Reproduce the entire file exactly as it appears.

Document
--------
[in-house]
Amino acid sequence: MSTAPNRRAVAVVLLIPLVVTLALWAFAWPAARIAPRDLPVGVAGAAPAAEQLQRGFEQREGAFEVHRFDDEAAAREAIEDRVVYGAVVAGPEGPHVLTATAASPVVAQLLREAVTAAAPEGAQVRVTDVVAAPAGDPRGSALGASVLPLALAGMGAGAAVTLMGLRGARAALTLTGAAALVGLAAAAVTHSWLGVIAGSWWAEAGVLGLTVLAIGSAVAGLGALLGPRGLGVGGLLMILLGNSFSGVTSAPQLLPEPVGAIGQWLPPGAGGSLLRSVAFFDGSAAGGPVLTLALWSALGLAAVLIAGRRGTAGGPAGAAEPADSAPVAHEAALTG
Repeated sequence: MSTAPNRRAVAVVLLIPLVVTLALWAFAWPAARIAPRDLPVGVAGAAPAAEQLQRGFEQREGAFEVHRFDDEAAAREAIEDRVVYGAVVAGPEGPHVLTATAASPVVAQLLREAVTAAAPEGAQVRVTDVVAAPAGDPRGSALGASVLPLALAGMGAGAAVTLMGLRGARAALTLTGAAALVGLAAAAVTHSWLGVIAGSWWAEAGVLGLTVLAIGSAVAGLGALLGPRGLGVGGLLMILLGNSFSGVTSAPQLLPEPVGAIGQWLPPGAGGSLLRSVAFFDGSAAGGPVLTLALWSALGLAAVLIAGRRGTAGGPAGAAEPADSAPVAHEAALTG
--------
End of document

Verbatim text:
[in-house]
Amino acid sequence: MSTAPNRRAVAVVLLIPLVVTLALWAFAWPAARIAPRDLPVGVAGAAPAAEQLQRGFEQREGAFEVHRFDDEAAAREAIEDRVVYGAVVAGPEGPHVLTATAASPVVAQLLREAVTAAAPEGAQVRVTDVVAAPAGDPRGSALGASVLPLALAGMGAGAAVTLMGLRGARAALTLTGAAALVGLAAAAVTHSWLGVIAGSWWAEAGVLGLTVLAIGSAVAGLGALLGPRGLGVGGLLMILLGNSFSGVTSAPQLLPEPVGAIGQWLPPGAGGSLLRSVAFFDGSAAGGPVLTLALWSALGLAAVLIAGRRGTAGGPAGAAEPADSAPVAHEAALTG
Repeated sequence: MSTAPNRRAVAVVLLIPLVVTLALWAFAWPAARIAPRDLPVGVAGAAPAAEQLQRGFEQREGAFEVHRFDDEAAAREAIEDRVVYGAVVAGPEGPHVLTATAASPVVAQLLREAVTAAAPEGAQVRVTDVVAAPAGDPRGSALGASVLPLALAGMGAGAAVTLMGLRGARAALTLTGAAALVGLAAAAVTHSWLGVIAGSWWAEAGVLGLTVLAIGSAVAGLGALLGPRGLGVGGLLMILLGNSFSGVTSAPQLLPEPVGAIGQWLPPGAGGSLLRSVAFFDGSAAGGPVLTLALWSALGLAAVLIAGRRGTAGGPAGAAEPADSAPVAHEAALTG